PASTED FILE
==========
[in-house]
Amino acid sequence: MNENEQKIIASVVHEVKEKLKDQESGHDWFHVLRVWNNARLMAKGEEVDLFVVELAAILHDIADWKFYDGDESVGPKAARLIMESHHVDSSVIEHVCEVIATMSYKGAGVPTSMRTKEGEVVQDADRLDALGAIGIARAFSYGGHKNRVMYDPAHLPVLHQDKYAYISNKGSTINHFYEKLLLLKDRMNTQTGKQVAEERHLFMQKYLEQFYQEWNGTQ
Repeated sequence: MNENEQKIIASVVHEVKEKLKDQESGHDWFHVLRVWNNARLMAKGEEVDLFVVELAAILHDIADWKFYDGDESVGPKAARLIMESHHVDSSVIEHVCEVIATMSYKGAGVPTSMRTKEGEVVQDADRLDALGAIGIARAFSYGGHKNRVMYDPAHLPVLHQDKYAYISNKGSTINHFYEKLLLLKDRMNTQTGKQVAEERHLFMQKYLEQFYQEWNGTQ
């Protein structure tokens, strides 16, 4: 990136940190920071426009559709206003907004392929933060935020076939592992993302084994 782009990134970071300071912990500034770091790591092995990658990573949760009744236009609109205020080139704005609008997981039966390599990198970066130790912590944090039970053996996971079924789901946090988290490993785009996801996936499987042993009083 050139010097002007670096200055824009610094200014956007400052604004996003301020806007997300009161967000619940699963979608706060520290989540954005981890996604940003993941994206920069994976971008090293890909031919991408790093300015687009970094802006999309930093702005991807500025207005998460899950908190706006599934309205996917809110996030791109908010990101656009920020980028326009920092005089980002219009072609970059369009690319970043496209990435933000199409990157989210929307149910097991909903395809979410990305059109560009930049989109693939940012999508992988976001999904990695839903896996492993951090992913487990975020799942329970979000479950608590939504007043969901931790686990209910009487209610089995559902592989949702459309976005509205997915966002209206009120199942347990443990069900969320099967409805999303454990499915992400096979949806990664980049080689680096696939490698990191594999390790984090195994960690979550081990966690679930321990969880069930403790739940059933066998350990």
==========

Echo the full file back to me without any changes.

[in-house]
Amino acid sequence: MNENEQKIIASVVHEVKEKLKDQESGHDWFHVLRVWNNARLMAKGEEVDLFVVELAAILHDIADWKFYDGDESVGPKAARLIMESHHVDSSVIEHVCEVIATMSYKGAGVPTSMRTKEGEVVQDADRLDALGAIGIARAFSYGGHKNRVMYDPAHLPVLHQDKYAYISNKGSTINHFYEKLLLLKDRMNTQTGKQVAEERHLFMQKYLEQFYQEWNGTQ
Repeated sequence: MNENEQKIIASVVHEVKEKLKDQESGHDWFHVLRVWNNARLMAKGEEVDLFVVELAAILHDIADWKFYDGDESVGPKAARLIMESHHVDSSVIEHVCEVIATMSYKGAGVPTSMRTKEGEVVQDADRLDALGAIGIARAFSYGGHKNRVMYDPAHLPVLHQDKYAYISNKGSTINHFYEKLLLLKDRMNTQTGKQVAEERHLFMQKYLEQFYQEWNGTQ
């Protein structure tokens, strides 16, 4: 990136940190920071426009559709206003907004392929933060935020076939592992993302084994 782009990134970071300071912990500034770091790591092995990658990573949760009744236009609109205020080139704005609008997981039966390599990198970066130790912590944090039970053996996971079924789901946090988290490993785009996801996936499987042993009083 050139010097002007670096200055824009610094200014956007400052604004996003301020806007997300009161967000619940699963979608706060520290989540954005981890996604940003993941994206920069994976971008090293890909031919991408790093300015687009970094802006999309930093702005991807500025207005998460899950908190706006599934309205996917809110996030791109908010990101656009920020980028326009920092005089980002219009072609970059369009690319970043496209990435933000199409990157989210929307149910097991909903395809979410990305059109560009930049989109693939940012999508992988976001999904990695839903896996492993951090992913487990975020799942329970979000479950608590939504007043969901931790686990209910009487209610089995559902592989949702459309976005509205997915966002209206009120199942347990443990069900969320099967409805999303454990499915992400096979949806990664980049080689680096696939490698990191594999390790984090195994960690979550081990966690679930321990969880069930403790739940059933066998350990």